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formerly regarded as jade, is known as bowenite, having been named by ]. D. Dana after G. T. Bowen. The original bowenite came from Smithfield, Rhode Island, U.S.A., and a. similar mineral was described by General C. A. McMahon as occurring in Afghanistan, where it is carved for ornamental purposes in the belief that it is jade (q.v.). Many common carvings regarded as jade are really serpentine, and therefore soft. Serpentine of columnar or coarsely fibrous form is termed picrolite, a name proposed by I. F. L. Hausrnann from the Greek 1ru<p6s (bitter) in allusion to the presence of magnesia. The finely fibrous serpentine is called chrysotile from the lustrous yellowish colour which it usually presents (xpvaos, gold; rihos, fibre) and this variety is extensively worked, especially in Canada, for use as asbestos (q.v.). In order to avoid confusion between the words chrysotile and chrysolite, it has been proposed by Dr ]. W. Evans that the fibrous serpentine should be distinguished as karystiolit¢%a modification of the ancient name, taken from its occurrence near Karystos in Euboea. Foliated serpentine is usually termed rnarmolite-a name given by G. T. Nuttall, from pappaipw (to glisten) in reference to its lustre. A thin lamellar or flaky serpentine supposed to occur in the Antigorio valley north of Domodossola in Piedmont is called antigorite, having been named in 1840 by M. E. Schweizer, after whom a somewhat similar mineral is termed schweizerite. Antigorite has been studied by Professor T. G. Bonney and Miss C. Raisin (Quart. Jzmrn. Geol. Sac., lxi., 1905, p. 690; lxiv., 1908, p. 152). An apple-green translucent serpentine passes under the name of williamsite, having been so called by C. U. Shepard in honour of its discoverer L. White Williams, of West Chester, Pennsylvania, where this variety occurs. .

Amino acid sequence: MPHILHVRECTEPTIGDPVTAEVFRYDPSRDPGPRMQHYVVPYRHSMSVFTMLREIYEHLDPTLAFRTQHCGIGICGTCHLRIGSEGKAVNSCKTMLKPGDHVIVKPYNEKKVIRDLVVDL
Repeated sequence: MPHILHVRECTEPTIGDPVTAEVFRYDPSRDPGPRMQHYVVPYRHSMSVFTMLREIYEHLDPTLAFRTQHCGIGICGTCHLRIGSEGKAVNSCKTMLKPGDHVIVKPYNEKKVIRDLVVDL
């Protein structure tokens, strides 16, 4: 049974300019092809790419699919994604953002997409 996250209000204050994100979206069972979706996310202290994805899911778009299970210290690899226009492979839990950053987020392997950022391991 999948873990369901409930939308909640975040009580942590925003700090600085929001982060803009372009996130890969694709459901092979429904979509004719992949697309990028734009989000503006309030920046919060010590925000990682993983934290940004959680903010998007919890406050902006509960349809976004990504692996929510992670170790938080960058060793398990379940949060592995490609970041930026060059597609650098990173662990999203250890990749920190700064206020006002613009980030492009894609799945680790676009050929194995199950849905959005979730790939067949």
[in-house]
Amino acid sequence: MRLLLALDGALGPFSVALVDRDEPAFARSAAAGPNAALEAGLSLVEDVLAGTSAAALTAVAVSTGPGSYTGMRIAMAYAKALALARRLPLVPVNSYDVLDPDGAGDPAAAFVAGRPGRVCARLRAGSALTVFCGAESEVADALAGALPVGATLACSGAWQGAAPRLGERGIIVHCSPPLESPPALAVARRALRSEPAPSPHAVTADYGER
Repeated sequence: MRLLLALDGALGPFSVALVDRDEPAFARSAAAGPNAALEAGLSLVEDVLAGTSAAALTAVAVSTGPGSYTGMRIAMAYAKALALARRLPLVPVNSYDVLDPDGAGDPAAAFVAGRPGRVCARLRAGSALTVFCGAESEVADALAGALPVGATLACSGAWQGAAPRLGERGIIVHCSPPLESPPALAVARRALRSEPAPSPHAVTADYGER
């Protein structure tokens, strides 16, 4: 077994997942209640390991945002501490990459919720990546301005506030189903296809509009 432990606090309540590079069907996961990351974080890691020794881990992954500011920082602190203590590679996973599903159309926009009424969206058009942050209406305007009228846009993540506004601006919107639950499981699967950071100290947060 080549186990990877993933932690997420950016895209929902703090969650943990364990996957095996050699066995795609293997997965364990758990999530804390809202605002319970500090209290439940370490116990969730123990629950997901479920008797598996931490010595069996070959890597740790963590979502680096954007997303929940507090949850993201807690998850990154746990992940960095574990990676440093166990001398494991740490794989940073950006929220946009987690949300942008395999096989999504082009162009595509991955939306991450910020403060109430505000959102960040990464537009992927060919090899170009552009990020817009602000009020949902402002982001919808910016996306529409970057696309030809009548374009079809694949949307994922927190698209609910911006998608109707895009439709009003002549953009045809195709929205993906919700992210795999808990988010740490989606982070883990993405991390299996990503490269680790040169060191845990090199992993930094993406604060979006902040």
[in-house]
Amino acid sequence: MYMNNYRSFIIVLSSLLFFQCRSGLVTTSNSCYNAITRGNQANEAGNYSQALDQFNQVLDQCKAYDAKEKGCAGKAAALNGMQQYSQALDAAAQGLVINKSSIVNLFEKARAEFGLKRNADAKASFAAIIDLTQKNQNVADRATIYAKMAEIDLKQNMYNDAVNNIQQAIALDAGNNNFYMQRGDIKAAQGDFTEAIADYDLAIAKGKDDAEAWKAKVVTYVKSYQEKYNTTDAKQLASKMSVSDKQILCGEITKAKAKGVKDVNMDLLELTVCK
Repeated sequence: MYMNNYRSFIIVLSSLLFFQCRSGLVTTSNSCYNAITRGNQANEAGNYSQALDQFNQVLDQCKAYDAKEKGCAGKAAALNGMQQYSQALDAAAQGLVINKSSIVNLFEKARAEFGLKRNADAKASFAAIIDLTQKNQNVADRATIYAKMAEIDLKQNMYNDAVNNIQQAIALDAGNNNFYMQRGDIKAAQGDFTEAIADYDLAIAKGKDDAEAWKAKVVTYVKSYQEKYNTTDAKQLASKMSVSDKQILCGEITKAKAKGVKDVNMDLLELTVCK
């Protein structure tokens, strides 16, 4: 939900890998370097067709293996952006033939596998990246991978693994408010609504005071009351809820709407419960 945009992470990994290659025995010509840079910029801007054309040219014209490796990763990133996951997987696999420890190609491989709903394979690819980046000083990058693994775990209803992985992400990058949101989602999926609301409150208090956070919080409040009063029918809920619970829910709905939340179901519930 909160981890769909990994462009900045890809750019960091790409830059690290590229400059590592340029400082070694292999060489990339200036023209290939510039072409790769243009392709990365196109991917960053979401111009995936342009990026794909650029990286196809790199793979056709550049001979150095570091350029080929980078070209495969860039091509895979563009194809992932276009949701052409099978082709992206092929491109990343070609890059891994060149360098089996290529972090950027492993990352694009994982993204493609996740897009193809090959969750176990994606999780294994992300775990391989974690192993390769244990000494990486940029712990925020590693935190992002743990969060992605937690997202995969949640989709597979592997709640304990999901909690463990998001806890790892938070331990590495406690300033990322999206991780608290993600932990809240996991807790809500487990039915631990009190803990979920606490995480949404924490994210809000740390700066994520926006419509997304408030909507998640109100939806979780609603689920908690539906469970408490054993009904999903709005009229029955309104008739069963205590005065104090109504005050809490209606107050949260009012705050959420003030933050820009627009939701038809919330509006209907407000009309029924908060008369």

“ Common serpentine” is the impure lmassive kind which occurs in rock-masses and is extensively worked as “ serpentine marble.” It is sometimes veined with steatite, or magnetite, and may contain scattered crystals of diallage, bronzite or bastite (an altered rhombic pyroxene), which by schillerizationmay present a metallic lustre. In England the chief localities of serpentine are in Cornwall, especially in the Lizard district, where it is quarried and carved into mantelpieces, columns, vases and other ornaments. Much of it presents a rich red or brown colour, often mottled and sometimes veined. Professor Bonney has shown that it has been largely derived from olivine. Green serpentine occurs near Holyhead in Anglesey. A beautiful serpentine, generally mottled red and green, with veins of steatite, is found at Portsoy in Banffshire, Scotland, and was used for pillars in the great hall at Versailles. Serpentine containing chromite is found in the Shetland Islands. 1

The rock called “ o phi calcite ” consists of an intimate association of serpentine with limestone, often forming an ornamental stone which is beautifully clouded and zoned with various shades of green. It generally results from the metarnorphism of an impure dolomitic limestone, the impurities having crystallized as new minerals which 'become altered to serpentine. Pseudomorphs of serpentine occur after forsterite. The best known serpentinous marble of the British Isles occurs in Connemara in Galway, Ireland, and passes in trade under the name of “ Irish green.” Ophicalcites are developed also in various parts of Scotland, and the green pebbles found -in'Iona belong to this type of rock. The famous eozoonal marble of Canada is also of similar character.